What has 26 doors, hundreds of spears, dozens of flowers, a few pineapples, and one pelican?

That would be the fence encircling Harvard Yard. You get extra credit for knowing a few relevant numbers: that this wrought iron, brick, and stone enclosure, complete with its spearlike palings, is seven-tenths of a mile long, 9 feet high (on average), and marks the boundary of a historic 22.42 acres.

Most visually striking are the fence’s 26 gates, the ornate and historic portals often graced with filigrees of wrought iron flowers, intricate friezes, and imposing, impenetrable Latin inscriptions.

The pelican — once a well-understood symbol of Christian self-sacrifice — appears on the Meyer Gate, donated by the Class of 1879. The same structure also has the Yard’s only motto in German: “Furchtlos und Treu,” or “Fearless and True.”

“Fearless and true” describes the nine students and three instructors who spent Jan. 18-25 investigating the Yard’s gates. They were fearless in pouring a week of vacation into an investigation of mysteries and meanings. And they were true to the spirit of journalistic inquiry. They wondered: What are the gates made of? When were they built? Who paid for them? What architectural styles do they represent? What do they say about Harvard’s sense of self?

Research, write, observe

“Rate the Gates,” a foray into journalism, was one of four January Arts Intensives sponsored by Harvard’s Arts @ 29 Garden. (The others explored architecture, dance, and theater.) Students of the gates had to practice the skills required of an arts critic. To prepare two essays apiece on the gates, they had to research (go deep and fast), write (be compelling and accurate), and observe (be unblinking, but quirky too).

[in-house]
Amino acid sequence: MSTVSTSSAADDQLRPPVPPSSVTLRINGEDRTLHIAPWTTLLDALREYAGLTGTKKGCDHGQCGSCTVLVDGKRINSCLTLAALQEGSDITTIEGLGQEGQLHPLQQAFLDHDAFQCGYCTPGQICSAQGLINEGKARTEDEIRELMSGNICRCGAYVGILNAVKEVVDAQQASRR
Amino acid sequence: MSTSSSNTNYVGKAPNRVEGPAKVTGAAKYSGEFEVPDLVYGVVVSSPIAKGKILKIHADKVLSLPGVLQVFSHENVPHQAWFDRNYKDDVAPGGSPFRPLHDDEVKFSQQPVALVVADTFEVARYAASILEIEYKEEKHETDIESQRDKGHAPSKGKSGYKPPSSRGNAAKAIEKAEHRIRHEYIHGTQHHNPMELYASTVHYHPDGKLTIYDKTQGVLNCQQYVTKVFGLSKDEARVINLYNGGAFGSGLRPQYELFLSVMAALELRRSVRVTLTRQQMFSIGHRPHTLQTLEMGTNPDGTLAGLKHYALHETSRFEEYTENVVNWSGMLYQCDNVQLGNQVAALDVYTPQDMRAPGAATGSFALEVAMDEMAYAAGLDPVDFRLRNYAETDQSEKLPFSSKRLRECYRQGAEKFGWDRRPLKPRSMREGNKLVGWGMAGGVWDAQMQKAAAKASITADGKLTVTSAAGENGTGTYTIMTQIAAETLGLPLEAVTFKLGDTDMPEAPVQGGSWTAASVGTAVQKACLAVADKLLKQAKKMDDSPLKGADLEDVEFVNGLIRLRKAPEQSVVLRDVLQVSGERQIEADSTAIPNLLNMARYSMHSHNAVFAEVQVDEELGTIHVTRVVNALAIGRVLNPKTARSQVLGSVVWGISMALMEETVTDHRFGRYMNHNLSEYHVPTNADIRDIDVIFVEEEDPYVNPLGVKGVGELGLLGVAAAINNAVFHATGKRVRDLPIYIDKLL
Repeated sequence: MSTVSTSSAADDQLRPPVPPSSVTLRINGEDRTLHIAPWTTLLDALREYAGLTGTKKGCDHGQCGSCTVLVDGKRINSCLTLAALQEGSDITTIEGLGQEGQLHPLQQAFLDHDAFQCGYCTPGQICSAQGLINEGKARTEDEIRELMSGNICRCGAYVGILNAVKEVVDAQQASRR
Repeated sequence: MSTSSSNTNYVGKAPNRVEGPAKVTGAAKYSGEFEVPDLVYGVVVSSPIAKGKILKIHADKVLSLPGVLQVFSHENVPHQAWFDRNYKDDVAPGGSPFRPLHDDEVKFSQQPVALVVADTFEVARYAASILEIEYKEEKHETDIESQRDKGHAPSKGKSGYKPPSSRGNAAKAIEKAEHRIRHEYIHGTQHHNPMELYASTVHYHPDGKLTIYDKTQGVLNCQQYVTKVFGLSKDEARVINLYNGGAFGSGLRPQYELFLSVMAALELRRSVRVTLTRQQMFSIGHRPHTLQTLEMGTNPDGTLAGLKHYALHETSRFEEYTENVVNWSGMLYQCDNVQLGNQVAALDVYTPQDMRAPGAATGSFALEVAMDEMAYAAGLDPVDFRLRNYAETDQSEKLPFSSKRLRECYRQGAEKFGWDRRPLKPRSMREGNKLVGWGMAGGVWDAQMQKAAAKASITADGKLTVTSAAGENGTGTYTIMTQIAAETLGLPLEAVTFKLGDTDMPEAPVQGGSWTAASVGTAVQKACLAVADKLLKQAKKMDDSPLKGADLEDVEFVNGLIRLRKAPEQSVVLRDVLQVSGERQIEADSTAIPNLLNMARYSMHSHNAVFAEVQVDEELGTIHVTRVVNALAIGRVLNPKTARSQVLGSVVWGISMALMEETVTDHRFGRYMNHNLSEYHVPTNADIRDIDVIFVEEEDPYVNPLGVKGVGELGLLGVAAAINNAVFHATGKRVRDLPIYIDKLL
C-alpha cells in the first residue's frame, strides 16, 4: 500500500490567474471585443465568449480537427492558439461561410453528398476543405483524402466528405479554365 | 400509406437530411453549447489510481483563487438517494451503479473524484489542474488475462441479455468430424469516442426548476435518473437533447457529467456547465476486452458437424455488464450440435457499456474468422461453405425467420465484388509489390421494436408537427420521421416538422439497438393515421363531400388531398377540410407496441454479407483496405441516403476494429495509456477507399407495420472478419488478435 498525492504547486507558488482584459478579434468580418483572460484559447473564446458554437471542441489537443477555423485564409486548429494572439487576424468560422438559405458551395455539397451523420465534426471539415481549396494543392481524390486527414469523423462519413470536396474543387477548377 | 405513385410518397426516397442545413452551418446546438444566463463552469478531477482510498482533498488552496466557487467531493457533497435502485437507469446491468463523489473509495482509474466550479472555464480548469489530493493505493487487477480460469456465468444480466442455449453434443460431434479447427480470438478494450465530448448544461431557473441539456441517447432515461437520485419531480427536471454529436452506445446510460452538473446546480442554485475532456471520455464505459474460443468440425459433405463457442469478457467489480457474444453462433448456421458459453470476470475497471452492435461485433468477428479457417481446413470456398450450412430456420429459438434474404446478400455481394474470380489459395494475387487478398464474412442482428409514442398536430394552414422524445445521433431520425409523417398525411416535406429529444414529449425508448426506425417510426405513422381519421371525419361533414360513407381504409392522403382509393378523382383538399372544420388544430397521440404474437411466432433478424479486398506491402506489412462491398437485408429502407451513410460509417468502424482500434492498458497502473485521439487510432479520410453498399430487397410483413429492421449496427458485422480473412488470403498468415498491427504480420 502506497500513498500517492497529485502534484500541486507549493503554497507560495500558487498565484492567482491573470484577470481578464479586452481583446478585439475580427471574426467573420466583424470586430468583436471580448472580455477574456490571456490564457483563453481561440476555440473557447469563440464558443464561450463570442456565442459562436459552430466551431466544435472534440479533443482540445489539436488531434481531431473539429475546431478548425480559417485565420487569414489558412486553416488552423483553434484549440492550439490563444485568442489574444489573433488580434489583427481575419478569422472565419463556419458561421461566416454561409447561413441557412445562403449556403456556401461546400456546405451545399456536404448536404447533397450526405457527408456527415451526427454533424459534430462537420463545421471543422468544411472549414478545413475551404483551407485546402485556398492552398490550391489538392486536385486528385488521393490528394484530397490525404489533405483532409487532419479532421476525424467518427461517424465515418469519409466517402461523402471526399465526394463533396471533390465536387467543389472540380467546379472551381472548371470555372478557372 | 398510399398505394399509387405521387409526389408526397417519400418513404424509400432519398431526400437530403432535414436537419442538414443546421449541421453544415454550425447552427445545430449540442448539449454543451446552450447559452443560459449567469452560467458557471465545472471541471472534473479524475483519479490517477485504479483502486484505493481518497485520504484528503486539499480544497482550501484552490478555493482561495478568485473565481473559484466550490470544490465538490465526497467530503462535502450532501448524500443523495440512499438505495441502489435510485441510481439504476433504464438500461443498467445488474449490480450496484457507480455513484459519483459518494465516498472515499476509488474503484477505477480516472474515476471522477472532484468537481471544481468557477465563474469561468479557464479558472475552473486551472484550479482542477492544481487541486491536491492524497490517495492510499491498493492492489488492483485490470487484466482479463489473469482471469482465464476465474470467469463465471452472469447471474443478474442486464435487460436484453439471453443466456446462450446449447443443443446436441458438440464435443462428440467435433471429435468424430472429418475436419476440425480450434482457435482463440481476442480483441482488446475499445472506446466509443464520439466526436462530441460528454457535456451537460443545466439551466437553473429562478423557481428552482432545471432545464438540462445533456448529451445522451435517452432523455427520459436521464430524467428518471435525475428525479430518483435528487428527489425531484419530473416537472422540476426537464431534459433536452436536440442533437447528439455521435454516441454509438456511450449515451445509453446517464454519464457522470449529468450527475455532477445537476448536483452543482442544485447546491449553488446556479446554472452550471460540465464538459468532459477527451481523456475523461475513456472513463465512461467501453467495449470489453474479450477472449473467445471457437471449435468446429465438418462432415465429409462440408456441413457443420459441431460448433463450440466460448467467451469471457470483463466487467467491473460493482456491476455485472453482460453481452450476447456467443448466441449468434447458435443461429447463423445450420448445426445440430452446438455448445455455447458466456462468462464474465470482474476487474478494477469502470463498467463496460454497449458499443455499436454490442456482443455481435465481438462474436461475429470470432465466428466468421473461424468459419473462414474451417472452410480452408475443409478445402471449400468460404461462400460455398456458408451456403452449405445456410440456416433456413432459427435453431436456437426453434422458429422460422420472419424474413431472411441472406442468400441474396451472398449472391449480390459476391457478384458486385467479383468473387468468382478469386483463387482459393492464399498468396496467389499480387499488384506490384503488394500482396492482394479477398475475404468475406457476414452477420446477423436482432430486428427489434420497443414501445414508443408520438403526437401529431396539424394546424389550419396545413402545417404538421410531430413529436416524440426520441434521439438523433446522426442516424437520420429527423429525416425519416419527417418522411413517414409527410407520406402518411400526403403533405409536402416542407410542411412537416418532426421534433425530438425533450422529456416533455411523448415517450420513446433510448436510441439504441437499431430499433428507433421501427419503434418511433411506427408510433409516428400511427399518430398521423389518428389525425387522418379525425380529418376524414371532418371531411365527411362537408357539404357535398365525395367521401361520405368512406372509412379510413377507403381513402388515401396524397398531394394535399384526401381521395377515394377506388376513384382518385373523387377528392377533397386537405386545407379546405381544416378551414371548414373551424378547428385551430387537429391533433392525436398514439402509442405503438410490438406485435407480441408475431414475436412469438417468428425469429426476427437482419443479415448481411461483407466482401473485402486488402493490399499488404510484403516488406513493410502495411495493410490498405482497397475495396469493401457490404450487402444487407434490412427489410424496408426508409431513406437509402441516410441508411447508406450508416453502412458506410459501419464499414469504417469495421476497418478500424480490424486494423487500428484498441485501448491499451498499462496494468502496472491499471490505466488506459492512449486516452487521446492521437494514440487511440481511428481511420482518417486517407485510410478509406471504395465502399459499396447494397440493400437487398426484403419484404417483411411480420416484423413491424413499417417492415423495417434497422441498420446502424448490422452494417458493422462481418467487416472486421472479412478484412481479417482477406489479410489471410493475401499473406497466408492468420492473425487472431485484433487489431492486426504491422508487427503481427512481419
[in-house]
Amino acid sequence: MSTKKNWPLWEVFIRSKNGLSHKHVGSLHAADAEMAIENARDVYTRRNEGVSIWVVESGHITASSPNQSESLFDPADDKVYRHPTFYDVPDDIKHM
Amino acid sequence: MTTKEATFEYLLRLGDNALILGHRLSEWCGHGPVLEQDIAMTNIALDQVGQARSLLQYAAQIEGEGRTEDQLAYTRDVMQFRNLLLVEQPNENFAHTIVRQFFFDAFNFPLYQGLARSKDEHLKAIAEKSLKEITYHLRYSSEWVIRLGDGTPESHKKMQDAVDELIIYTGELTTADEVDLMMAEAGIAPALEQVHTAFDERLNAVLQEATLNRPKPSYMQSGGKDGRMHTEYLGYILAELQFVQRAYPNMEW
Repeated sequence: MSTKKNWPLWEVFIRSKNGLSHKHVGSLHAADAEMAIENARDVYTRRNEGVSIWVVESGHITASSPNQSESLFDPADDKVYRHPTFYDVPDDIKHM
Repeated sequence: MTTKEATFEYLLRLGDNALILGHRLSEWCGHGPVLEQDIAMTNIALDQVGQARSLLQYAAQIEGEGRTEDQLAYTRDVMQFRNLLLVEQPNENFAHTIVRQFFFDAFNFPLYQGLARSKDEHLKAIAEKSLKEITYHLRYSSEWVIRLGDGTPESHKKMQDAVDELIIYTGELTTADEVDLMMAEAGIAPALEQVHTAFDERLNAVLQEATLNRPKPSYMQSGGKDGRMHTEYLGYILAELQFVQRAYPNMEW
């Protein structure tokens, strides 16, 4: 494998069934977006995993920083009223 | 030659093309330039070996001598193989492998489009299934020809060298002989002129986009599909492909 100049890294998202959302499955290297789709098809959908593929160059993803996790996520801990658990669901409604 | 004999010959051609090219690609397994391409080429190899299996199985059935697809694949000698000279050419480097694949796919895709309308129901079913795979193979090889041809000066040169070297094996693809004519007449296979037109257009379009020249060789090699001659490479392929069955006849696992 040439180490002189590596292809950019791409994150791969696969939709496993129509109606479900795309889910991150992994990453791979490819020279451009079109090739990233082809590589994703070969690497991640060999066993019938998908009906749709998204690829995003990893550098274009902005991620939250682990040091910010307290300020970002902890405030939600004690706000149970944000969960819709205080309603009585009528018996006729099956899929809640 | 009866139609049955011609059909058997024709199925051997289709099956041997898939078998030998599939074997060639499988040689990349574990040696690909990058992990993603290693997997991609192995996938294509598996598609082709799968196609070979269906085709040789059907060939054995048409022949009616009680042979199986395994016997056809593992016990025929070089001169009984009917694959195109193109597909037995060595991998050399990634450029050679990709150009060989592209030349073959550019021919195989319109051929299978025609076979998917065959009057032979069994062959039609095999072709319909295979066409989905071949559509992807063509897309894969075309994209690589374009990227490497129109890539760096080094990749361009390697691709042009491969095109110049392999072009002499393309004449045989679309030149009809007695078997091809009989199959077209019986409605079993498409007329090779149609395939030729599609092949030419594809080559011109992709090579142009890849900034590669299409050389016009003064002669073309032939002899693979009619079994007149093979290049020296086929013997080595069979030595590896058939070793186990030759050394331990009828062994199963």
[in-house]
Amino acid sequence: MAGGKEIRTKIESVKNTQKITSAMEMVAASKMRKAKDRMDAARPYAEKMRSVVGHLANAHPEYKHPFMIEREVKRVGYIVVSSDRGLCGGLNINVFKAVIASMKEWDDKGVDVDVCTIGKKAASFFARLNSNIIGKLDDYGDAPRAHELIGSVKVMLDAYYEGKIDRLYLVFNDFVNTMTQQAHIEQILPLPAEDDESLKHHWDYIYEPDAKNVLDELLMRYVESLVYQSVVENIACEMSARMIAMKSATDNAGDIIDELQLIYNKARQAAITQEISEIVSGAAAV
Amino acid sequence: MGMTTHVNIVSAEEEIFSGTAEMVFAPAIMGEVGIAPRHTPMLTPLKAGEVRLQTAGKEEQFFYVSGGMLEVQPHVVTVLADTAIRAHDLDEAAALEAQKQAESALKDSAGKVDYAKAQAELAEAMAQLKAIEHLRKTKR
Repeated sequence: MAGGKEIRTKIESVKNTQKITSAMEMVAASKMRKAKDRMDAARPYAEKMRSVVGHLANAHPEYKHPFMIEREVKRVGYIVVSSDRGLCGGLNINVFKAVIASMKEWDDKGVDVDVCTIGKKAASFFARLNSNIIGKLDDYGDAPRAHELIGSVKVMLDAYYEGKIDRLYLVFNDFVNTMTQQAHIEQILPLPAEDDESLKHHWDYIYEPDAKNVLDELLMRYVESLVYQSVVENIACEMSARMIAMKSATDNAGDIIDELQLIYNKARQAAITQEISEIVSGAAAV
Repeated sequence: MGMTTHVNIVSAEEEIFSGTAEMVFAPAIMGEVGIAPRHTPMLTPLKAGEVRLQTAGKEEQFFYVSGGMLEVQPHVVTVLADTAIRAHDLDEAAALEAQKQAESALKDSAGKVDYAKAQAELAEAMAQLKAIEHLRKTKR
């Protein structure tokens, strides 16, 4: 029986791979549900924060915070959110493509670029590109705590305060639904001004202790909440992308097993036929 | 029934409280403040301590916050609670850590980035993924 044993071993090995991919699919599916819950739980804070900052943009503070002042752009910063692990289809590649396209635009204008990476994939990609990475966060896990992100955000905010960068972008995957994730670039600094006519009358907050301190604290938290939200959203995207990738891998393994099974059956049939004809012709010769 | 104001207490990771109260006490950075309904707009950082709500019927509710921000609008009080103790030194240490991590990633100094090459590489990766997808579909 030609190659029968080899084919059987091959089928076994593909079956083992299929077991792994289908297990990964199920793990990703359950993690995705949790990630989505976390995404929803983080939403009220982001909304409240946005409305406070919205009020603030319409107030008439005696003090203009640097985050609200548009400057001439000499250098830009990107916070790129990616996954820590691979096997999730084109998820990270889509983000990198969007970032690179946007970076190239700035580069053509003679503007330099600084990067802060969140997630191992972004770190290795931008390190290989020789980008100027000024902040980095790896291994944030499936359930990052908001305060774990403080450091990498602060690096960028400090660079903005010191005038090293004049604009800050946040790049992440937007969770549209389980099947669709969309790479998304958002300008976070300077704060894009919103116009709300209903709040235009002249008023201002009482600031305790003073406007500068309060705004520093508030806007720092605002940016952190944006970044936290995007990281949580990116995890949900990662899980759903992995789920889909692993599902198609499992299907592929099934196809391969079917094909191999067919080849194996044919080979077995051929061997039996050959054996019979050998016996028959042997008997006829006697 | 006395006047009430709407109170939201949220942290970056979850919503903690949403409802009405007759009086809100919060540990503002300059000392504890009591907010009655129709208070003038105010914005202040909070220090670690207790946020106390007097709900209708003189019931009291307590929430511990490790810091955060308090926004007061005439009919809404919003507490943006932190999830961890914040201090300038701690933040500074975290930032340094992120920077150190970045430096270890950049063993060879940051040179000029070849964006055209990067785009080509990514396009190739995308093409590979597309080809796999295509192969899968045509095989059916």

At noon on one frigid day, to practice observation, the students fanned out to their assigned gates to count pedestrian traffic. Pad in hand, neurobiology concentrator Rachel Wehr ’14 stood by Meyer Gate at the northern edge of the Yard.

“It’s really interesting,” she said of the imposing three-entry portal. “People don’t know its name any more. They just call it the gate to the Science Center.”

Wehr, whose secondary field is archaeology, is more primed than most to learn a little history. For the past two years, she has been the fifer whose piping music led processions during Commencement, occasions that impressed her with how far back Harvard traditions go. “I sit through a lot of spectacle,” she said, “and I hear a lot about the gates.”

During her 30 minutes at Meyer Gate, Wehr counted 103 pedestrians and two dogs. The total count at 15 gates was 1,651, pretty impressive for a freezing day between semesters.

“Rate the Gates” included six undergraduates, two graduate students (one an architect), and one Harvard neighbor.

Gokcan Demirkazik ’14 — call him “Gojo” — came to class with an interest in microarchitecture, which sometimes refers to scaled-down structures without roofs. “I thought of gates as small buildings,” he said, “not just thresholds.”

Rebecca J. “Becca” Mazur ’15 grew up in Cambridge and knows that the entries are more than historical. “They’re very much community pathways,” she said. Mazur added a pet peeve: the locked gates. (There are nine, shut for security reasons or because they are blocked by later construction.)